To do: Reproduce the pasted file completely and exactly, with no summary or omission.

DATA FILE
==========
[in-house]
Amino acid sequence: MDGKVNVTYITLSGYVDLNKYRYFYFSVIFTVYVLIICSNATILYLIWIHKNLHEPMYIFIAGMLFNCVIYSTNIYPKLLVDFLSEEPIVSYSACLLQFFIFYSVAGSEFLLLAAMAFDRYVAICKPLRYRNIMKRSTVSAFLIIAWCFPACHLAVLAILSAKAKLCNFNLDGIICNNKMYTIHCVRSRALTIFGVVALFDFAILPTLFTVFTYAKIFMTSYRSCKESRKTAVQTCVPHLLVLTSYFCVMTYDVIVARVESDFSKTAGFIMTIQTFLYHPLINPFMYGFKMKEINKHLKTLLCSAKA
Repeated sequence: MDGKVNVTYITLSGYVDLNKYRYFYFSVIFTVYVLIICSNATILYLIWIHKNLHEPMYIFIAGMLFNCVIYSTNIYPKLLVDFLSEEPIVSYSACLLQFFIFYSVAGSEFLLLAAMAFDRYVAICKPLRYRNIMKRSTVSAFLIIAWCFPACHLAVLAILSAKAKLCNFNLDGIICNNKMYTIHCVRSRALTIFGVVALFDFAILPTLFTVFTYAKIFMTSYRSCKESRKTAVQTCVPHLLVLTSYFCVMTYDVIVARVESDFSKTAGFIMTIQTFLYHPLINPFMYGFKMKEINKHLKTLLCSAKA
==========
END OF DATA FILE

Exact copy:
[in-house]
Amino acid sequence: MDGKVNVTYITLSGYVDLNKYRYFYFSVIFTVYVLIICSNATILYLIWIHKNLHEPMYIFIAGMLFNCVIYSTNIYPKLLVDFLSEEPIVSYSACLLQFFIFYSVAGSEFLLLAAMAFDRYVAICKPLRYRNIMKRSTVSAFLIIAWCFPACHLAVLAILSAKAKLCNFNLDGIICNNKMYTIHCVRSRALTIFGVVALFDFAILPTLFTVFTYAKIFMTSYRSCKESRKTAVQTCVPHLLVLTSYFCVMTYDVIVARVESDFSKTAGFIMTIQTFLYHPLINPFMYGFKMKEINKHLKTLLCSAKA
Repeated sequence: MDGKVNVTYITLSGYVDLNKYRYFYFSVIFTVYVLIICSNATILYLIWIHKNLHEPMYIFIAGMLFNCVIYSTNIYPKLLVDFLSEEPIVSYSACLLQFFIFYSVAGSEFLLLAAMAFDRYVAICKPLRYRNIMKRSTVSAFLIIAWCFPACHLAVLAILSAKAKLCNFNLDGIICNNKMYTIHCVRSRALTIFGVVALFDFAILPTLFTVFTYAKIFMTSYRSCKESRKTAVQTCVPHLLVLTSYFCVMTYDVIVARVESDFSKTAGFIMTIQTFLYHPLINPFMYGFKMKEINKHLKTLLCSAKA